Increased blood immune regulation in autoimmunity?
Through centuries, the immune system evolved to become highly proficient in protecting the human body from invading threats. Part of its strength relies on antibodies produced within germinal centres (GC). These structures form intricate networks of immune cells, such as the B cells (antibody producers) and T helper cells (helpers of the B cells). As GC reaction is so powerful in antibody production, its regulation is critical to avoid the emergence of antibodies recognizing tissues within the human body that can be potentially harmful (autoantibodies). Recently, a subset of T cells, called T follicular regulatory (Tfr) cells, was identified as a key regulator of GC reaction in murine models.
Therapeutic regulation of autoimmune diseases (such as Rheumatoid Arthritis and Lupus) is a long-lasting challenge of modern medicine. In these diseases, autoantibodies can mediate organ injury and destruction leading to disease manifestations and eventually to death. Although, recent scientific discoveries led to the development of new drugs that changed the course of these diseases, most therapeutic options are still unsatisfactory due to their side effects and lack of efficacy in a proportion of patients.
To address the role of Tfr cells in human autoimmunity we studied Sjögren’s syndrome (SS), the second most common systemic autoimmune disease characterized by generalized dryness of mucosal surfaces and increase risk of lymphoma. We found Tfr cells were increased in blood of SS patients, mostly in patients with high levels of blood autoantibodies, opposing our prediction that Tfr cells would be preventing the disease.
To understand the reason behind such unexpected results we studied several human samples. For instance, comparing Tfr cells from blood and tonsils (tissues where antibodies are produced) from children undergoing tonsilectomy, we found blood Tfr cells are immature cells. Using several in vitro assays, we also showed blood Tfr cells are not able to fully suppress antibody production. We confirmed blood Tfr cells are immature and emerge from tissues where the antibodies are produced before reaching GC by study patients with genetic defects (affecting B cell formation). Furthermore, exposure of healthy volunteers to flu vaccine led to a transient increase in blood Tfr cells, in line with their generation during immune responses with antibody production. Blood circulating Tfr cells are distinguished from other circulating lymphocytes by two molecular markers, CXCR5 and FOXP3, the first of which endows these cells with the ability to migrate into specific zones of lymph nodes where they may complete maturation and regulate antibody production. Thus, we found Tfr cells in human blood are not markers of the immune system GC-regulatory capacity. In fact, ongoing humoral responses, such as vaccination or autoimmunity, lead to increased production of blood Tfr cells still immature. Overall, these observations provided an explanation for our initial unexpected results on SS patients. Moreover, we propose blood Tfr cells can constitute a novel biomarker to identify SS patients with disturbed GC reactions.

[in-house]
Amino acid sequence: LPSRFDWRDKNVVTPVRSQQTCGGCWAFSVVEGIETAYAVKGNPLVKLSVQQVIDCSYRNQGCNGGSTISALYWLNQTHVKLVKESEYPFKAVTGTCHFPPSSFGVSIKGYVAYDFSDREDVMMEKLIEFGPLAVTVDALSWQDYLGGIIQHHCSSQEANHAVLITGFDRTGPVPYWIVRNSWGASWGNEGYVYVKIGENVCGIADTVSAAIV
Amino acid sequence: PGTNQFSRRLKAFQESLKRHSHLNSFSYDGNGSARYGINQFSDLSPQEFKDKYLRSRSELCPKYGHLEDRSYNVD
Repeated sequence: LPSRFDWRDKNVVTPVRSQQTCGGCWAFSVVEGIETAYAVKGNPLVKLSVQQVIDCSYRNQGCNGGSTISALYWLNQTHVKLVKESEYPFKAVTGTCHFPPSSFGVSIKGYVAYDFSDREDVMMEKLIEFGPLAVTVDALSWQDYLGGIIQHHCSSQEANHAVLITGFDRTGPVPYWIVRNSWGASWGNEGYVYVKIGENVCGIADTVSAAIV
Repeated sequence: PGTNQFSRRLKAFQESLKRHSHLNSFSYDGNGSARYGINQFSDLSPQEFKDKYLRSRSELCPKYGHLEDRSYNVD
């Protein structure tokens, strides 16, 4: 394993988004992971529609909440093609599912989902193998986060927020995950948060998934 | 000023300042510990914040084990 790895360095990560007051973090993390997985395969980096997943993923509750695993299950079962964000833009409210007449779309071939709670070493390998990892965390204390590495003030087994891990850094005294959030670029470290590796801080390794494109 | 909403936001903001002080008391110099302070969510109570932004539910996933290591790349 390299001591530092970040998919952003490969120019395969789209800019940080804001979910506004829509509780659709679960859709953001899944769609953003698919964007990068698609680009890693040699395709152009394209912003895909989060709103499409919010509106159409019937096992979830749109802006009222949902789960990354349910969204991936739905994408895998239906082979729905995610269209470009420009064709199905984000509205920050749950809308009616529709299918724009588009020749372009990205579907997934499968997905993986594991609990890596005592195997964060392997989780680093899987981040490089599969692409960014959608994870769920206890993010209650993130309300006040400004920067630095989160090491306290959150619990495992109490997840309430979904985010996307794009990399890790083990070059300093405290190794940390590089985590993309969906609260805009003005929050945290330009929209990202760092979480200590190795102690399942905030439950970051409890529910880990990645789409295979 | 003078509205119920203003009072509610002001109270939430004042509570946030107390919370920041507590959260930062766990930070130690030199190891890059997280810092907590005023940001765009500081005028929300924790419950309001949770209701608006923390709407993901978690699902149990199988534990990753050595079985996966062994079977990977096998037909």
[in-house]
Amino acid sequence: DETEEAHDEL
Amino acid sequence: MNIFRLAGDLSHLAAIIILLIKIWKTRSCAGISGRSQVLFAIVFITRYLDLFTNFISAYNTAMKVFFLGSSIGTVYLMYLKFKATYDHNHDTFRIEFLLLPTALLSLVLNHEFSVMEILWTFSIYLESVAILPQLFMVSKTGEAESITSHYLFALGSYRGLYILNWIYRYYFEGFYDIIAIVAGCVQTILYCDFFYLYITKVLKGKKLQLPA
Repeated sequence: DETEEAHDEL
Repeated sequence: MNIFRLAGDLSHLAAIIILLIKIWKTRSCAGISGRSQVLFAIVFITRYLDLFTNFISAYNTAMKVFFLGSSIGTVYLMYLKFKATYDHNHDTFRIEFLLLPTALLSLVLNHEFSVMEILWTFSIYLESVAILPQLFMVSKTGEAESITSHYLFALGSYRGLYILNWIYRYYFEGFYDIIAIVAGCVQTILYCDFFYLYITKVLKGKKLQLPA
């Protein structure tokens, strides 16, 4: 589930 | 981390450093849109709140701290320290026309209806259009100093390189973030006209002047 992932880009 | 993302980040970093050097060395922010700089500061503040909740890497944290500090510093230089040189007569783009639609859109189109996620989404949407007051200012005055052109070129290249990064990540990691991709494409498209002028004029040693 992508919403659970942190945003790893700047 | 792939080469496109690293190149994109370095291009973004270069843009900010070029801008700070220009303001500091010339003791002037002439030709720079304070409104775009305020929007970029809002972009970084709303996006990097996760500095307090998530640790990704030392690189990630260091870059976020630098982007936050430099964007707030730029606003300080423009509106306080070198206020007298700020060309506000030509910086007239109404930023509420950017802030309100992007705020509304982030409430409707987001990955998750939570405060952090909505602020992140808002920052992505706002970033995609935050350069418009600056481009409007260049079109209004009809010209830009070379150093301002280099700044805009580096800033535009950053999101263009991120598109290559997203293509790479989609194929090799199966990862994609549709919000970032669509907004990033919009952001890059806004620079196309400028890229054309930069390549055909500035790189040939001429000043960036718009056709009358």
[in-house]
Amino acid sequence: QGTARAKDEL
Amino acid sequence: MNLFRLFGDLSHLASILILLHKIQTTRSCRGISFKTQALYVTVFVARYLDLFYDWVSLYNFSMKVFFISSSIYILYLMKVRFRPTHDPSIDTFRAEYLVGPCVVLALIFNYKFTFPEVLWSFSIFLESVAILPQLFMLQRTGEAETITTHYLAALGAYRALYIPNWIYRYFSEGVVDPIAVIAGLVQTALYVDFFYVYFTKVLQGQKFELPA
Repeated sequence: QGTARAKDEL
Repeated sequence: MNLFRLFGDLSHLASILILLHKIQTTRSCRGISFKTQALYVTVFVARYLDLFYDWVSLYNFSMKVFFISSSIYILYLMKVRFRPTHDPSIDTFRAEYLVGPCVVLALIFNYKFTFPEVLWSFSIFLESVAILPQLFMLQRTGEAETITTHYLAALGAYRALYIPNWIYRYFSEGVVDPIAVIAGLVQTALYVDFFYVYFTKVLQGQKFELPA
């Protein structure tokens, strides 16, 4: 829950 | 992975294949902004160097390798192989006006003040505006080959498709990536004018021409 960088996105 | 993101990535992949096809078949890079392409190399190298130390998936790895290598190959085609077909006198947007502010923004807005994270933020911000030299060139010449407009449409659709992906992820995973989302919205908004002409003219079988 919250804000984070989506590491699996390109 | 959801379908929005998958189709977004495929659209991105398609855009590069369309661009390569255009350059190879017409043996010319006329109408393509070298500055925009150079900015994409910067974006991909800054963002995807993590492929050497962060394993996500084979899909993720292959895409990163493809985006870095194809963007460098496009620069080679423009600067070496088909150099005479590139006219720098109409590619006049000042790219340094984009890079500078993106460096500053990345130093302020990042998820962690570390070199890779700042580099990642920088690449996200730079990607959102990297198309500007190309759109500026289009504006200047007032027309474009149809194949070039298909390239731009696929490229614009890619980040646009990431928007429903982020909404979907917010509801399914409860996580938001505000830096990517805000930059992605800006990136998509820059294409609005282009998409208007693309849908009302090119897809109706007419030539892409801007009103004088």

Válter R Fonseca1,2, Luis Graca1,3
1Instituto de Medicina Molecular, Faculdade de Medicina, Universidade de Lisboa, Lisboa, Portugal
2Hospital de Santa Maria, Centro Hospitalar Lisboa Norte, Lisboa, Portugal
3Instituto Gulbenkian de Ciência, Oeiras, Portugal
Human blood Tfr cells are indicators of ongoing humoral activity not fully licensed with suppressive function.
Fonseca VR, Agua-Doce A, Maceiras AR, Pierson W4, Ribeiro F, Romão VC, Pires AR, da Silva SL, Fonseca JE, Sousa AE, Linterman MA, Graca L
Sci Immunol. 2017 Aug 11